Reporters Without Borders in its 2019 assessment of Poland stated that the public media "have been transformed into government propaganda mouthpieces." Poland is rated "Partly Free" in Freedom House's 2017 "Freedom of the Press" report. It is ranked 62 out of 180 countries in the 2020 World Press Freedom index by Reporters Without Borders, down from 18th in 2015.
The case of the public television and radio broadcasters
After winning parliamentary elections in October 2015, the PiS party replaced the management positions at the public television and radio broadcasters. This effort was not limited to public broadcasters since the party leadership tried to control also private media outlets for instance by advancing a proposal to restrict reporters’ access to the parliament.
In December 2015 the so-called “small media law” prepared by PiS was sent to the Polish parliament. The proposal, which was conceived as a temporary measure before the adoption of a more comprehensive media law, provided for the termination of the mandates of the current members of the national television and radio broadcasters’ management and supervisory boards and their replacement through the direct appointment by the treasury minister. The law created great turmoil in public media: the directors of several public channels left their position in protest. Public protests occurred across Poland as well as abroad in the environment connected the community of Poles living abroad.
The staffing changes were not limited to the managing positions. According to the Association of Journalists, 225 journalists left the public media during 2016, due to either layoffs or resignations. The new law and its effects were widely criticized also abroad: the European Federation of Journalists, the European Broadcasting Union, the Association of European Journalists, Reporters Without Borders, the Committee to Protect Journalists and Index on Censorship denounced this decision. In January 2016, the European Commission discussed the “small media law” in the frame of its assessment of the situation in Poland under the Rule of Law Framework.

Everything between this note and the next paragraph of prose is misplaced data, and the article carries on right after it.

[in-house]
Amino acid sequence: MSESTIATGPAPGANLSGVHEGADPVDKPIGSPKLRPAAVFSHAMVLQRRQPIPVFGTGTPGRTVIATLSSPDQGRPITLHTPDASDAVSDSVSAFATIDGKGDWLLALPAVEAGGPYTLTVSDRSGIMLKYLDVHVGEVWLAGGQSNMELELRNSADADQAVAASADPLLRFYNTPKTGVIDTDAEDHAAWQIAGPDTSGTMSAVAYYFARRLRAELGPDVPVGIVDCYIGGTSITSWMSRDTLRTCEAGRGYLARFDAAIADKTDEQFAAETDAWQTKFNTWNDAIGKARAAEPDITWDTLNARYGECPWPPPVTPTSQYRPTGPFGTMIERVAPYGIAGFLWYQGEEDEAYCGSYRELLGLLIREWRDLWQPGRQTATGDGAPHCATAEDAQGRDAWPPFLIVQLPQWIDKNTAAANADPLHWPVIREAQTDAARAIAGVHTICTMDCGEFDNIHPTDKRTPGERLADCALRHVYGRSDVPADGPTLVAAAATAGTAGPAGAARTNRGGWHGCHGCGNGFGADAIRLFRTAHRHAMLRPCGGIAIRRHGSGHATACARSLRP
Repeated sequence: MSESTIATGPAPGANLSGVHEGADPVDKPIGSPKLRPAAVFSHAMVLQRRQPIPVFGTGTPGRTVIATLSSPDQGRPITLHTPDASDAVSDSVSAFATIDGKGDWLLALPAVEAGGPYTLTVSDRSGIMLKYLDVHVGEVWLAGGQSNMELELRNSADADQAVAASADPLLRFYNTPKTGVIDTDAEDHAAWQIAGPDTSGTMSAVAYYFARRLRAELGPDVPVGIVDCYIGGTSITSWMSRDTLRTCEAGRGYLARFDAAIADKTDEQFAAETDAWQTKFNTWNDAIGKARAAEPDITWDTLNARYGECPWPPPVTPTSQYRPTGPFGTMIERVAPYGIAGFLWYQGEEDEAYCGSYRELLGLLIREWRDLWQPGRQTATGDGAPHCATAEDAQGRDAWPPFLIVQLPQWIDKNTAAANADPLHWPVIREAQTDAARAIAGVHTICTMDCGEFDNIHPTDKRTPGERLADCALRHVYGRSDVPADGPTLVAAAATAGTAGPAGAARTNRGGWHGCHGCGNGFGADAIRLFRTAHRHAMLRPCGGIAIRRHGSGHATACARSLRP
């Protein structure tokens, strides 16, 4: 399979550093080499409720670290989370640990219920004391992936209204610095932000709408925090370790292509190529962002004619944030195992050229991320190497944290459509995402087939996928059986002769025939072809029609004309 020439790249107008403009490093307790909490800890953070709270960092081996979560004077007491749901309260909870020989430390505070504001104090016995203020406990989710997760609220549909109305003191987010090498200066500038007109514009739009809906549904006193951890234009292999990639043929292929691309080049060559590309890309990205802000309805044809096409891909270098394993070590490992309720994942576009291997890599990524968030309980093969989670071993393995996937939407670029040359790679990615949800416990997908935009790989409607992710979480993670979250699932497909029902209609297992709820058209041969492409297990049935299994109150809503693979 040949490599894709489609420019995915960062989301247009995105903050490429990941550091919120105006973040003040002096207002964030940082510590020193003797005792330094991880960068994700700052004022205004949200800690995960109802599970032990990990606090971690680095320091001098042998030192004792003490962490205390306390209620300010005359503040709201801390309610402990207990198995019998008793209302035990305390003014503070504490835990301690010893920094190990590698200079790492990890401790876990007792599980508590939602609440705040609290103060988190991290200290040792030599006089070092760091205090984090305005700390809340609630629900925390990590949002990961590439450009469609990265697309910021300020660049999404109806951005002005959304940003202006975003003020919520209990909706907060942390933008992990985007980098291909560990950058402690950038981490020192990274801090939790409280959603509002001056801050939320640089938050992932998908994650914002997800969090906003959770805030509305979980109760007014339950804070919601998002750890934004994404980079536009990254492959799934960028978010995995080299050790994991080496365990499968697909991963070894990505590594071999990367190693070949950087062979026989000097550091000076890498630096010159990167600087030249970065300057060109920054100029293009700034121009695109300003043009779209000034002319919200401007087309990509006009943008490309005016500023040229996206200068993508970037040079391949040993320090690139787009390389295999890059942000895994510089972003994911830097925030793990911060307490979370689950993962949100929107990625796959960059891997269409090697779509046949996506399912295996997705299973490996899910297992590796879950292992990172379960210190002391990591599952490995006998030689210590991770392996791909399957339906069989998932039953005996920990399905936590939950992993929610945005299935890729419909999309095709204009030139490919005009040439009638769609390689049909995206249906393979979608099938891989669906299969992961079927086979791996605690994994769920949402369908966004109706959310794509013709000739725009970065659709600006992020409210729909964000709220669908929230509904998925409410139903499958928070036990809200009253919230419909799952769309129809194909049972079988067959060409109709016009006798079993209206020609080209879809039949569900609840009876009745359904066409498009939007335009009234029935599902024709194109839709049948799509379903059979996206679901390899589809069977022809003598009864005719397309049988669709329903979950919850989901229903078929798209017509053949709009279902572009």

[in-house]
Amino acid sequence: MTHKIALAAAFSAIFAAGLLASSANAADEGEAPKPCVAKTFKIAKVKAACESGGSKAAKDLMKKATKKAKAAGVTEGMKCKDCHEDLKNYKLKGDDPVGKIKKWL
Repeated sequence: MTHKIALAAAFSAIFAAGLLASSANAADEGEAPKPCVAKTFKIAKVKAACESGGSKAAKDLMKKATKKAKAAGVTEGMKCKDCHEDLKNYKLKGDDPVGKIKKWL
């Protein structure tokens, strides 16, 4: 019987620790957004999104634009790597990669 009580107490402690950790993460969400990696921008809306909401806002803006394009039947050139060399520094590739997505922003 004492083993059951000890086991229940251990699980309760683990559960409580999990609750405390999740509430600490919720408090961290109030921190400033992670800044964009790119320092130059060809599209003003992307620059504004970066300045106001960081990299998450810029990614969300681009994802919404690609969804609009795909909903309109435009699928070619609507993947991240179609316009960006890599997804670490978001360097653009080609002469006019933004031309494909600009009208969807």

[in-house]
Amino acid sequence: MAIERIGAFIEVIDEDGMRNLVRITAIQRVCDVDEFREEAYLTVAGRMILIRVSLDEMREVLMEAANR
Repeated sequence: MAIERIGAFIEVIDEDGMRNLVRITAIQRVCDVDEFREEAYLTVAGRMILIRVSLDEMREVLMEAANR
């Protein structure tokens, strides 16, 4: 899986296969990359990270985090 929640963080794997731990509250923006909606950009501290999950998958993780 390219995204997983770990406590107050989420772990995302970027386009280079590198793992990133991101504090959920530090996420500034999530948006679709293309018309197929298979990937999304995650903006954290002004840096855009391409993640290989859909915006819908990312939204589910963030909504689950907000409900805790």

In December 2016, the Constitutional Tribunal declared parts of the “small media law” unconstitutional, calling for the need to constitutional rules on the KRRiT which should have played a decisive role in appointing its management and supervisory boards.
In the first months of 2016 the PiS's government worked on a “big media law”, a more comprehensive reform of the media system. In April 2016, a draft Law on National Media was presented to the Parliament. The draft wanted to transform the public radio and television broadcasters into “national media”, thus shifting away from the model of editorially independent public service. The bill obliged the public media to disseminate the views of the prime minister, the president, and the speakers of the parliament and stated that the public media should preserve national traditions, patriotic and Christian values and strengthen the national community. The Council of Europe criticized the draft, describing it a move towards a “State broadcasters”. The law was not adopted: the government decided to pursue a less ambitious approach and proposed the Parliament a “bridge law” to go into force at the expiration of the “small media law”. The “bridge law” was approved in June 2016: the law stated that a newly established National Media Council have to be responsible for the appointment of the management and supervisory boards of the public media. The arrangement established by the law effectively guarantees the rule party a key role in appointing the members of the national Media Council. The law also does not forbid the new council's members from belonging to political party.
List of Polish media outlets
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TVP – public broadcaster